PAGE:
||Issue No. 284||07 October 2005|
Age of Consent
Interview: Under Fire
Politics: And the Winners Are ...
Economics: The Common Wealth
History: Walking for Justice
International: Deja Vu
Legal: The Rights Stuff
Review: That Cinderella Fella
Poetry: Is Howard Kidding?
The Locker Room
Make Ads Not Law
Nice One, Workers!
Dog Eat Dog
Archbishop Preaches End Of Civilisation
"The Federal Government's industrial relations reforms have fuelled a fear in the community that the civilised standards we have grown used to in our modern industrial democratic society will be further eroded". Watson told the Melbourne Synod, the Anglican church's governing body for the state.
Watson called for "civilised standards" including "a proper balance of work, rest and recreation" to be protected.
"The principle of eight hours work, eight hours recreation and eight hours rest is a treasured hallmark of western civilisation and Australian society, and is based on the biblical principle that human beings have not been made to be productive, dehumanised units in the great machine of ever-increasing productivity," said Watson.
"Civilised society is not an extension of the corporate world. The corporate world should exist to serve the interests and well being of a caring society.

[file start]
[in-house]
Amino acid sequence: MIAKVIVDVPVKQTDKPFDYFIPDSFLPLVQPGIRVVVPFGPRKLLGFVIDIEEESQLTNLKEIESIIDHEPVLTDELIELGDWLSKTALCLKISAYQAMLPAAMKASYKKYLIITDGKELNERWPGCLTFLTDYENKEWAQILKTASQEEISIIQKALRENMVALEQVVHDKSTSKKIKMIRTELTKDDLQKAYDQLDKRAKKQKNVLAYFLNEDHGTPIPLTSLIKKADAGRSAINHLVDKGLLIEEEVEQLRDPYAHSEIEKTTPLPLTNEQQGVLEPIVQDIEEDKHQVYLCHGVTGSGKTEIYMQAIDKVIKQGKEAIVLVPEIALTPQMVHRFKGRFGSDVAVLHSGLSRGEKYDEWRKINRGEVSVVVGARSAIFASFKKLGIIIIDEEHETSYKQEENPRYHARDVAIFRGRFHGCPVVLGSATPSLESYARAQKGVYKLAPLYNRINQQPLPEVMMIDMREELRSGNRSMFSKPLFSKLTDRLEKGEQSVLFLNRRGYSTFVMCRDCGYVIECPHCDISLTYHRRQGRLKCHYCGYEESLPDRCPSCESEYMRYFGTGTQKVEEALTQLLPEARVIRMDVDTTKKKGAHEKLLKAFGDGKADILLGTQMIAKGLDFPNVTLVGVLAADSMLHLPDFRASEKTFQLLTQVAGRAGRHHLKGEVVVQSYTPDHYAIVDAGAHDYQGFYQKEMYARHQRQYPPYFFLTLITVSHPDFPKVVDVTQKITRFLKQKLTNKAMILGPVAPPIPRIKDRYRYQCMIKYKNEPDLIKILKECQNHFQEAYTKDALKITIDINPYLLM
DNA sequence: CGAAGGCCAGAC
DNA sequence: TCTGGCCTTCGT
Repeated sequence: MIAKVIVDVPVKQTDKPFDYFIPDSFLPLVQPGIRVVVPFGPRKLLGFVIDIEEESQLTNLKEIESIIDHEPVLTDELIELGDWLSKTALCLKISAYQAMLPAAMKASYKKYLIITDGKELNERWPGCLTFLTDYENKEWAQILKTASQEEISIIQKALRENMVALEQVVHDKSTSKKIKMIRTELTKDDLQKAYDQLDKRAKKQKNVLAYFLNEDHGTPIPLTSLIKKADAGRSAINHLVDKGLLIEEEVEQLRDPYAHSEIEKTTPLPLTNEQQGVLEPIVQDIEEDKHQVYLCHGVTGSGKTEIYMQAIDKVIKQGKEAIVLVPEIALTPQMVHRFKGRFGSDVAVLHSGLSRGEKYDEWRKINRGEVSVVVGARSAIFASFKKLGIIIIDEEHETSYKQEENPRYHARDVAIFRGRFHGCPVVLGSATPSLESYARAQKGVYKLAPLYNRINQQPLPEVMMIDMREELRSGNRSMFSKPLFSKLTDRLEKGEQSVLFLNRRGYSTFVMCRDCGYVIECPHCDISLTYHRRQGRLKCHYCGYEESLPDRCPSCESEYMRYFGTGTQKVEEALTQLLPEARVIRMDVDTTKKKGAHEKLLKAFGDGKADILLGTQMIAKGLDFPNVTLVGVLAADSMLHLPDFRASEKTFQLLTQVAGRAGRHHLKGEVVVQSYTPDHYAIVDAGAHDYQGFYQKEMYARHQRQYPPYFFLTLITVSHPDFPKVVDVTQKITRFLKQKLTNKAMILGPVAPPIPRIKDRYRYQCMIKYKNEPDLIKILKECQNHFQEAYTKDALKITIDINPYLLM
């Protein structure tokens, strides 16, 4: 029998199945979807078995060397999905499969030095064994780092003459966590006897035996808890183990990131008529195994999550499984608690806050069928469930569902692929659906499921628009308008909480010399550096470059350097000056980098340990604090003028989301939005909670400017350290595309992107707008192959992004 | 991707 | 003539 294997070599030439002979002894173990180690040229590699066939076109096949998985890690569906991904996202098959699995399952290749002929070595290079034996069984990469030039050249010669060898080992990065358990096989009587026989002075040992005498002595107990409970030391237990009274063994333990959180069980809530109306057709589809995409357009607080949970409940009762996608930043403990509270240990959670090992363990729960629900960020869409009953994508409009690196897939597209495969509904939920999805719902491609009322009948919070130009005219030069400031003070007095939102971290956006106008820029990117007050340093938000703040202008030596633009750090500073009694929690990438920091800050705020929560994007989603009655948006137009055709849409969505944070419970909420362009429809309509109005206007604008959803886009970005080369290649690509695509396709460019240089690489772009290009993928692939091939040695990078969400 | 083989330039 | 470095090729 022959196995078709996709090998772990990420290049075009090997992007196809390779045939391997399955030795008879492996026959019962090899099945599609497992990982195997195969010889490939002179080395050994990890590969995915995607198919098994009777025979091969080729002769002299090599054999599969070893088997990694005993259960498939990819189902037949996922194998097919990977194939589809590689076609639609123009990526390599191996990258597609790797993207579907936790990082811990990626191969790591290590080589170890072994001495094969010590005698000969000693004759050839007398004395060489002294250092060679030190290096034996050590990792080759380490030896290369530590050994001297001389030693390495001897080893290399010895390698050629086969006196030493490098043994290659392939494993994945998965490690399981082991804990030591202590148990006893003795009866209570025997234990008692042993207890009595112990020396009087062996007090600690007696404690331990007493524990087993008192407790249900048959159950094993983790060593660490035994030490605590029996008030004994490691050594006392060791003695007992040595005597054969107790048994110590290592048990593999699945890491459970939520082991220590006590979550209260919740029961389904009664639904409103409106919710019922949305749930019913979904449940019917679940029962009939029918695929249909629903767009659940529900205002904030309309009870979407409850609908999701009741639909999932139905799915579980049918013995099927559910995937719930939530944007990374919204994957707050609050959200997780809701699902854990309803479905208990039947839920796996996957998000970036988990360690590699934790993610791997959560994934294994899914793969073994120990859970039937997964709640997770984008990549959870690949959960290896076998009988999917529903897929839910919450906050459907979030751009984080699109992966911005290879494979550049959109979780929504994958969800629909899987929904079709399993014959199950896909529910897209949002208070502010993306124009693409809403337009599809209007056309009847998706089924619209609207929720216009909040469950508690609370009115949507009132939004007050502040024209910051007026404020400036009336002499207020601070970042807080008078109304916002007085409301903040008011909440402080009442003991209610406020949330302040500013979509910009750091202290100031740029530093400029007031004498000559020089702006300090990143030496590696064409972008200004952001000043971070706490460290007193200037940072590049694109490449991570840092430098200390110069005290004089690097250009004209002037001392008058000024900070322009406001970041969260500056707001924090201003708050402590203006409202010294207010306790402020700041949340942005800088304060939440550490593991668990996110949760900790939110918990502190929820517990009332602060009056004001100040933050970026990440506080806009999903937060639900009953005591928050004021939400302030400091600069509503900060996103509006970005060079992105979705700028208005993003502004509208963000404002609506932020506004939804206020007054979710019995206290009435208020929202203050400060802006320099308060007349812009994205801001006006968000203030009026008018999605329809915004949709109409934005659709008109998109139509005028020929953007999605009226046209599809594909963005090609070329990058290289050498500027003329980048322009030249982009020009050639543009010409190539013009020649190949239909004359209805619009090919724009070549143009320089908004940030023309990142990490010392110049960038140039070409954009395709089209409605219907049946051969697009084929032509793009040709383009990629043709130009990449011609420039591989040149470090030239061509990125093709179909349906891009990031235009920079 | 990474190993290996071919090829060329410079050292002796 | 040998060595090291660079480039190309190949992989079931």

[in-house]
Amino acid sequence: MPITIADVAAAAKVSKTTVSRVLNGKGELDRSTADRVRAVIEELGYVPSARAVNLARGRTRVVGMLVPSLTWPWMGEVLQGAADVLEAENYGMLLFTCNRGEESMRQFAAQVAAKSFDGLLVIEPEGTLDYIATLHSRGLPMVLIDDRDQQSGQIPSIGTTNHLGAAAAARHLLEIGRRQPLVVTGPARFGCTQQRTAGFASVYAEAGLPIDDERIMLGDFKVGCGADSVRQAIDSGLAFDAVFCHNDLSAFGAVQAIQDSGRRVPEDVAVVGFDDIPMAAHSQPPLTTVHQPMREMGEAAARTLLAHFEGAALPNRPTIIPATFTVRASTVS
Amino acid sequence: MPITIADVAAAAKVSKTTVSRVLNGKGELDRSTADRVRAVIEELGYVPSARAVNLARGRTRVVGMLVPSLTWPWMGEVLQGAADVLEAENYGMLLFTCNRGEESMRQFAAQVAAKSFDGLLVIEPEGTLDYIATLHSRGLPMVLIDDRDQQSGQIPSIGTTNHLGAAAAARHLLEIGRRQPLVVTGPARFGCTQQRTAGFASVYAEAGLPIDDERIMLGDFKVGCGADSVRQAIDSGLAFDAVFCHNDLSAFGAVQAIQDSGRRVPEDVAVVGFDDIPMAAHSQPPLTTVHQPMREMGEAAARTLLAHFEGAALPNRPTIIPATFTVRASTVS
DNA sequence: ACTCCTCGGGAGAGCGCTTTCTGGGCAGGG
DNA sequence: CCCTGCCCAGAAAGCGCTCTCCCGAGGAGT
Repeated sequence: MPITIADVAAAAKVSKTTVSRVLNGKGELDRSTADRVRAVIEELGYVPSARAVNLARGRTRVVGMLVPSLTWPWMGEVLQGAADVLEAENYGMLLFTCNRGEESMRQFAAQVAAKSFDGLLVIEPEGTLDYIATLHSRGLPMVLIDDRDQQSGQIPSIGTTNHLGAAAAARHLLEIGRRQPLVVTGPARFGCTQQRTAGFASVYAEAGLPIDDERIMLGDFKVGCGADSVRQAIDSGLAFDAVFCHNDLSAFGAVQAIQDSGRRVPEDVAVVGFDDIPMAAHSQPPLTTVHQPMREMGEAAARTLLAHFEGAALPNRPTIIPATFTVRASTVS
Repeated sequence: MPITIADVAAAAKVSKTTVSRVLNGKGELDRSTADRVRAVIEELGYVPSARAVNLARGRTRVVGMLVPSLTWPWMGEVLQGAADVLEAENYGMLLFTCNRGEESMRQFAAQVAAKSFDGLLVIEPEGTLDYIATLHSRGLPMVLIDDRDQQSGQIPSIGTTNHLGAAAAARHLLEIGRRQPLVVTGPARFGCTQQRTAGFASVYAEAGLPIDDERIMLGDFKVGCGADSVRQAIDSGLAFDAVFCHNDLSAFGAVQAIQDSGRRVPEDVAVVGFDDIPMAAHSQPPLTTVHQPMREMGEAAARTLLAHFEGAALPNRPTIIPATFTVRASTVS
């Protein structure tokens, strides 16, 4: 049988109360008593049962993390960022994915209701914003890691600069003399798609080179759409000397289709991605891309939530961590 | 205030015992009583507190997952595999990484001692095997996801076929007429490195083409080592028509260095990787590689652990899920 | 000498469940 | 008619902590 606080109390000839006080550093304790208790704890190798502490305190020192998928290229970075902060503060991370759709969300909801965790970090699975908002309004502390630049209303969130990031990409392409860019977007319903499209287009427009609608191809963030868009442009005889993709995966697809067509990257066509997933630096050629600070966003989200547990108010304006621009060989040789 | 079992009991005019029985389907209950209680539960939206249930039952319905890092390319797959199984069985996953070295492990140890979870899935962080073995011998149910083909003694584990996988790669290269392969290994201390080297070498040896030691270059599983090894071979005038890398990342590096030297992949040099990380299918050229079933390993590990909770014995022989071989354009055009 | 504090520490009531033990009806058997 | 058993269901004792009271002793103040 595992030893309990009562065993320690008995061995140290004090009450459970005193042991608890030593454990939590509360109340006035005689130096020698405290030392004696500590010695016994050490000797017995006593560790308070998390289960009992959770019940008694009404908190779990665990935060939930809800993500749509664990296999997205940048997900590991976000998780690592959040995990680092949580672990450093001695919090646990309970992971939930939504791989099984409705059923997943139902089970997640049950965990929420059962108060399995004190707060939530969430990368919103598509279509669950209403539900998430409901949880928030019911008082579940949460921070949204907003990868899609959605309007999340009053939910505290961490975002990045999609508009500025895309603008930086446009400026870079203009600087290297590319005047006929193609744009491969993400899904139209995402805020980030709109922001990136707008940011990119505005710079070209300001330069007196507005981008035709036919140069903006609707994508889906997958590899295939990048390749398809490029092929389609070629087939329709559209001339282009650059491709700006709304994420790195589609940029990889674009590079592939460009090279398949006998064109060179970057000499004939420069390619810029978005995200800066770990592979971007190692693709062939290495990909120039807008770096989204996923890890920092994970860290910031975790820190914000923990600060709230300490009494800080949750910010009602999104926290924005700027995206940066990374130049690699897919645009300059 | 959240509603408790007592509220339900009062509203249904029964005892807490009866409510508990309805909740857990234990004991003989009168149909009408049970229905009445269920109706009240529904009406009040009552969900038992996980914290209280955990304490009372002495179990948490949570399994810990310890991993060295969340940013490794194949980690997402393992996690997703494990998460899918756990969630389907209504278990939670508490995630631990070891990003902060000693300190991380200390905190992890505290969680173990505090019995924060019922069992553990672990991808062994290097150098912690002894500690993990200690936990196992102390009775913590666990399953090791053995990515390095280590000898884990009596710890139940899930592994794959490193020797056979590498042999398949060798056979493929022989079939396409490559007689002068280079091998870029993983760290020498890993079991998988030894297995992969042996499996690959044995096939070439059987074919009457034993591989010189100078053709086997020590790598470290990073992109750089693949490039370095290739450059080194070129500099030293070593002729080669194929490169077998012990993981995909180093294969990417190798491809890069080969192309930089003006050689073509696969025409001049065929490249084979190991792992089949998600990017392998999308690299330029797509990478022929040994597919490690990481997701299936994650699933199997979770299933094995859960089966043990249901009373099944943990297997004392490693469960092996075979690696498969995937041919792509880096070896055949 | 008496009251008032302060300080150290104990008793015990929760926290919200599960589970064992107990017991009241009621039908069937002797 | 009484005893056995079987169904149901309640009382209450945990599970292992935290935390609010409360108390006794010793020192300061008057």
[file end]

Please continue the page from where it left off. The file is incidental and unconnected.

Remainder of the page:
"Weekends and leisure time are not optional extras - they must be preserved for the well-being of individuals, families and the whole community - and ultimately therefore for the health of the economy.
Watson went on to say that matters involving unfair dismissals and adequate rates of pay were "matters of justice and equity about which Christian leaders cannot remain silent and will not remain silent".
"I discard the occasional comments from politicians who oppose the right of church leaders to speak on public issues when they don't like what they hear. The same politicians want our support and ask us to support them when it suits them."
This issue also came to prominence this week when the Howard Government brushed the requests of Family First Senator Steve Fielding to establish a Senate inquiry into overtime and penalty rate issues.
Senior Howard government ministers had hailed Fielding as a "fellow traveller" upon his election, but the senator's opposition to the sale of Telstra and concerns over new IR laws has seen the relationship between the Victorian senator and the Federal Government cool in recent months.
Workplace Relations Minister, Kevin Andrews, had originally committed to a Senate inquiry into his legislation, but later backtracked, saying it was a "matter for the Senate" after the Prime Minister, John Howard, and other Coalition members made it clear they did not support the idea.
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